Things go from bad to worse after a doctor notices a man was ‘riddled’ with monkeypox on a crowded subway

A Spanish doctor was traveling on the Madrid metro when he noticed a disturbing scene: another passenger was “completely riddled” with monkeypox lesions, “from head to toe, including his hands”. What happened next was equally disturbing.

Dr Arturo M Henriques posted the story in a series of tweets, which were translated and have since gone viral.

“I see the situation and I also see the people around me as if nothing had happened,” he wrote.

The doctor decided to ‘become a Karen’ (his words, not ours) and approached the man, who said his own doctor had advised him not to self-isolate and just wear a mask .

“I tell him that wounds all over his body are the most contagious,” Henriques said. “That I am a doctor and that he may not have understood all the indications of his family doctor…”

According to the World Health Organization, “monkey pox is transmitted to humans through close contact with an infected person”, primarily through “close contact with lesions”.

The man pushed Henriques back, so the doctor turned to the other passengers closest to him. He asked a woman sitting next to the infected man if she was worried about contracting the disease.

“How am I [get] if I’m not gay? ” she answered.

The woman clarified that “the government said that it was homosexuals who should take care of themselves”.

Accenting this part of the story with some well-placed face palm emojis, the doctor said he decided to stop arguing and immediately got off the train.

After his first posts gained traction, Henriques says he was interviewed by a local news station. His 15-minute interview was cut down to an 8-second clip.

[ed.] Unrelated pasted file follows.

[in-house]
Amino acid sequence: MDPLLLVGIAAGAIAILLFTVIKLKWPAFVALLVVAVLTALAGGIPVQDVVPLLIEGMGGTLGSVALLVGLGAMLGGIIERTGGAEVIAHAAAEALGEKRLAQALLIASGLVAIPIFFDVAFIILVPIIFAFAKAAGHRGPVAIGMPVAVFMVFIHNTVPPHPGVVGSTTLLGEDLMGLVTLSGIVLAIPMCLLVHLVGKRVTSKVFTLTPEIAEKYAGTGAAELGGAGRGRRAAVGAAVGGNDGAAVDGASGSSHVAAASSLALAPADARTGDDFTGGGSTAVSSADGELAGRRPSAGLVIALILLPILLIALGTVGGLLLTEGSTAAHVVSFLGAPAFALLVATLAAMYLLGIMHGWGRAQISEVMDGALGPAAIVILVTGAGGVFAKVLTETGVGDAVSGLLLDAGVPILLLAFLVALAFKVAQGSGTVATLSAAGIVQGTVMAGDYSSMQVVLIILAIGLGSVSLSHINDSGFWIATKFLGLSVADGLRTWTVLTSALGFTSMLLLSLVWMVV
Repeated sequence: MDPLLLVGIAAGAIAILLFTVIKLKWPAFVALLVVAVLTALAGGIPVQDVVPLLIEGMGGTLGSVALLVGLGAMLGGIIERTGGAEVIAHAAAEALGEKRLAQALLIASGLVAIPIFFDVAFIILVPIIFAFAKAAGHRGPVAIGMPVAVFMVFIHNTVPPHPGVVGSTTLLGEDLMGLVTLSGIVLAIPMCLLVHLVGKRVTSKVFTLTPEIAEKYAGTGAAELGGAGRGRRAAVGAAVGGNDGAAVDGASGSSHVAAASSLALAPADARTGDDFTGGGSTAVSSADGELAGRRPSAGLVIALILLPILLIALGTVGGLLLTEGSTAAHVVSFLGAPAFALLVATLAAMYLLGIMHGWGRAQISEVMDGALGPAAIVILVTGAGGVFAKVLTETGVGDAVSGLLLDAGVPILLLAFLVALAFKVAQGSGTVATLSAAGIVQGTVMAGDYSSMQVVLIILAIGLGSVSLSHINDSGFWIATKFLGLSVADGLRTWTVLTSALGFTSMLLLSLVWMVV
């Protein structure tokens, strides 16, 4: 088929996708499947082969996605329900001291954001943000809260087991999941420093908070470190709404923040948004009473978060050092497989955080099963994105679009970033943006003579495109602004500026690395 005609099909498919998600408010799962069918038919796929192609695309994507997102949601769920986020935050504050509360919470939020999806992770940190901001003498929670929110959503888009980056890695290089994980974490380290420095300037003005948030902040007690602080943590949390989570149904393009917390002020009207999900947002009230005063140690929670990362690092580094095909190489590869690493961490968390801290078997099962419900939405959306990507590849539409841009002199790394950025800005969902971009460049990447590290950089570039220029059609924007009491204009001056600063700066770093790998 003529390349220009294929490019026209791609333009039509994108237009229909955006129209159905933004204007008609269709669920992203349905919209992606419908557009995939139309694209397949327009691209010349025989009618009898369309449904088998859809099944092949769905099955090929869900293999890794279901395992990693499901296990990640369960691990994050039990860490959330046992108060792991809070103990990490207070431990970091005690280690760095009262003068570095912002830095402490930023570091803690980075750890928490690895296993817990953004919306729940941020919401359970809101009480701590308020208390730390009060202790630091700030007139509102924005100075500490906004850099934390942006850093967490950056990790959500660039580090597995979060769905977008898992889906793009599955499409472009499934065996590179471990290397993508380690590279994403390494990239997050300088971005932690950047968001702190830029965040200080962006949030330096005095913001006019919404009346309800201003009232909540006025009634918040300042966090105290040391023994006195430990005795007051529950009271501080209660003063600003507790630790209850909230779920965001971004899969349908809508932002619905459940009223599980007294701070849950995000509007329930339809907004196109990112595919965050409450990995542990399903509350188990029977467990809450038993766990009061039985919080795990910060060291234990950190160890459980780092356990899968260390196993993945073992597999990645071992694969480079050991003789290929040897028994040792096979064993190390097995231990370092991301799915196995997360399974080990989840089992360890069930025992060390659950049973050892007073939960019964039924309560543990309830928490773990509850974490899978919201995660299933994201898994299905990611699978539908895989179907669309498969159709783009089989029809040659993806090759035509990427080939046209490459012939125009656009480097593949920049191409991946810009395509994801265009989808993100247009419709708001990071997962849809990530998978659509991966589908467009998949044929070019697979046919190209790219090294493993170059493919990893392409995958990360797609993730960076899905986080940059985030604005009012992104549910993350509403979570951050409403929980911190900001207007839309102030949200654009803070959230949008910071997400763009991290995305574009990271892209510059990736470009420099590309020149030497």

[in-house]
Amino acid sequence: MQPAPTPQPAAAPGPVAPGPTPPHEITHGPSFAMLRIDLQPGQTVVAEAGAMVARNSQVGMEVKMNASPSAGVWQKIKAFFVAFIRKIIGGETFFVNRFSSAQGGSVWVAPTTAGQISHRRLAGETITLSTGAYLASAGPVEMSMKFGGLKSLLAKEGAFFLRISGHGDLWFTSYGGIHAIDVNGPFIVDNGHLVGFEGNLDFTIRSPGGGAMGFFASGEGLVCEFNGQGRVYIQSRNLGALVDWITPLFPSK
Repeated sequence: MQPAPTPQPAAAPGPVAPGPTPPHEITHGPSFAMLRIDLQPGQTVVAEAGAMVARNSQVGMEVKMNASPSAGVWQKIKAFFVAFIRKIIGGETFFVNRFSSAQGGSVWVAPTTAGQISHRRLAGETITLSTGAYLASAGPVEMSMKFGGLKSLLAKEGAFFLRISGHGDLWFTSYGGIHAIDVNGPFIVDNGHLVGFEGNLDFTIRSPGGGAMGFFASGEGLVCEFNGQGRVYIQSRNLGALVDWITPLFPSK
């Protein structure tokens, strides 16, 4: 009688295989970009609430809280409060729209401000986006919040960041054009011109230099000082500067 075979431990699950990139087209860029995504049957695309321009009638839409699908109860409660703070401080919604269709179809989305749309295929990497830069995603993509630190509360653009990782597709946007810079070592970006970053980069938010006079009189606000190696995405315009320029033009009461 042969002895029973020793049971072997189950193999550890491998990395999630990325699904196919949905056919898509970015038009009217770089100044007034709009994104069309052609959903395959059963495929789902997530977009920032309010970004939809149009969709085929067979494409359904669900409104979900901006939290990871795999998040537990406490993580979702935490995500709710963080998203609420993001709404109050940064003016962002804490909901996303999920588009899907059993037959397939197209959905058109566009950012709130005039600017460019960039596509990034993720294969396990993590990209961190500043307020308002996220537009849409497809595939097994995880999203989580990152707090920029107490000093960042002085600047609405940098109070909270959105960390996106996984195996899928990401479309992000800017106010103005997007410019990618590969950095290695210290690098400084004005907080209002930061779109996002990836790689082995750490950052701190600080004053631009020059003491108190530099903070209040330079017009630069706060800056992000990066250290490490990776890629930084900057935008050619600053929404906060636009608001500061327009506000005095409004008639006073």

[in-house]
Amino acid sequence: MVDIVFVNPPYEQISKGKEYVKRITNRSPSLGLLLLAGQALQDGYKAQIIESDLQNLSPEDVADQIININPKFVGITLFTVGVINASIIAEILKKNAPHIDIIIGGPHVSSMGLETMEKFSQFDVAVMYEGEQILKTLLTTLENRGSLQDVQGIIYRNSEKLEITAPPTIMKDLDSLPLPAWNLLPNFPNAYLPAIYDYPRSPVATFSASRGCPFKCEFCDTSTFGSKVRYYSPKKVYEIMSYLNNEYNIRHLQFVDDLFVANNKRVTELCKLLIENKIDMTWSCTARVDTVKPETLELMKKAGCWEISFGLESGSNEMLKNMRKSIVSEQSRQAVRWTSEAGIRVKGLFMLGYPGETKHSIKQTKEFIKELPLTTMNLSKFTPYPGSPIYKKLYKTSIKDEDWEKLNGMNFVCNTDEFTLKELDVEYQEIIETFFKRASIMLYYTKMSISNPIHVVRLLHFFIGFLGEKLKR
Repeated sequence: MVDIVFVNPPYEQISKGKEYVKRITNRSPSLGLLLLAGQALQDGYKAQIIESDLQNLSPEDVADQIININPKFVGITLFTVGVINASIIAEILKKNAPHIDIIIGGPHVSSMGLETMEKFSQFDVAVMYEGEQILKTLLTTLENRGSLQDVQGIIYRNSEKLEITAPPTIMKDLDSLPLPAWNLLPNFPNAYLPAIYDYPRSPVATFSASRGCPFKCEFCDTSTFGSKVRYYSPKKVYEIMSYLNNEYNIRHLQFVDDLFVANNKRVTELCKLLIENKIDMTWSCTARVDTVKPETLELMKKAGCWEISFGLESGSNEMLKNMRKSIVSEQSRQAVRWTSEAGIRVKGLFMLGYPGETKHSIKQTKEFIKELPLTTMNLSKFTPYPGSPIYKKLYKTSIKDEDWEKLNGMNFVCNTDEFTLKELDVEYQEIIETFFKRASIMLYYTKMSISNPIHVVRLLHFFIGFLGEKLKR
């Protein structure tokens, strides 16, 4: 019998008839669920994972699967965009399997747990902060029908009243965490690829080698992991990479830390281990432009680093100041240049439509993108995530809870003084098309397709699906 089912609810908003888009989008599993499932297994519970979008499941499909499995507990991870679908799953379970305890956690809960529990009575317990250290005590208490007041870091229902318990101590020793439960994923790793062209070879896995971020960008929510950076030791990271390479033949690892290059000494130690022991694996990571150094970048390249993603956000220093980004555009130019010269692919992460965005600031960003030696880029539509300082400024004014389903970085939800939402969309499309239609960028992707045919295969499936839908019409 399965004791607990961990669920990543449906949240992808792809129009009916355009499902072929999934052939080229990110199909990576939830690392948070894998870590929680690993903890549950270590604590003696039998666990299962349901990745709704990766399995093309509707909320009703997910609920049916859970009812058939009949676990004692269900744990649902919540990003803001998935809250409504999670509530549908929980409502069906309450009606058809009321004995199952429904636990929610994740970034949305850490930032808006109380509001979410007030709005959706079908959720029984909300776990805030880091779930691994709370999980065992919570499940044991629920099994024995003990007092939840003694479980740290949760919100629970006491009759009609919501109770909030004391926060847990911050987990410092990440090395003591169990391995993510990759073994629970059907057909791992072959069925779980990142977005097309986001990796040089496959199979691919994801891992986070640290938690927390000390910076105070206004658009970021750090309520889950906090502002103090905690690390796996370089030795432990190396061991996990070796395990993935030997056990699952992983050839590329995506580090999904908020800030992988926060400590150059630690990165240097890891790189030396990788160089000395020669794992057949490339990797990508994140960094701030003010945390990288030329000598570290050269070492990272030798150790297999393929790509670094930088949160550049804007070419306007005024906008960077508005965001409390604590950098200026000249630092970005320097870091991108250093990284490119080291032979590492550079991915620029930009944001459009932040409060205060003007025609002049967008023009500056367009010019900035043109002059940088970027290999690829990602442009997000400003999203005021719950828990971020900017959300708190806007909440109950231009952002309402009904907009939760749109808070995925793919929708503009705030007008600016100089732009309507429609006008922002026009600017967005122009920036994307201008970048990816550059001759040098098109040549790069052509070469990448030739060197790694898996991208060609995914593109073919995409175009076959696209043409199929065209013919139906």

While the current outbreak of the virus has focused on gay and bisexual men, the fact that straight people think they are immune has everything to do with the stigma surrounding how it is talked about.

Closer to home, conservatives like Marjorie Taylor Greene have added to the confusion by blaming the whole situation on “gay sex orgies”.

Tucker Carlson, meanwhile, suggested calling it Schlong Covid instead of monkeypox. Very helpful, Tuck.

Although the medical community reiterates that monkeypox is not a gay disease, and is not an STI, stigma and misinformation seem to spread as fast as the virus itself.

“It is already spreading beyond the wider gay and bisexual or LGBTQ+ community. So it is for these reasons that it is extremely important that we learn from our past and our history,” Colin Quinn, president of communities at Include Health, told Newsweek recently. “I’ve said before that we learned in the playbook about HIV/AIDS, and the lack of basic messaging that happened there that created so much stigma… [We need] to really learn from it.

New York, California and Illinois have all declared states of emergency over the spread of the virus.

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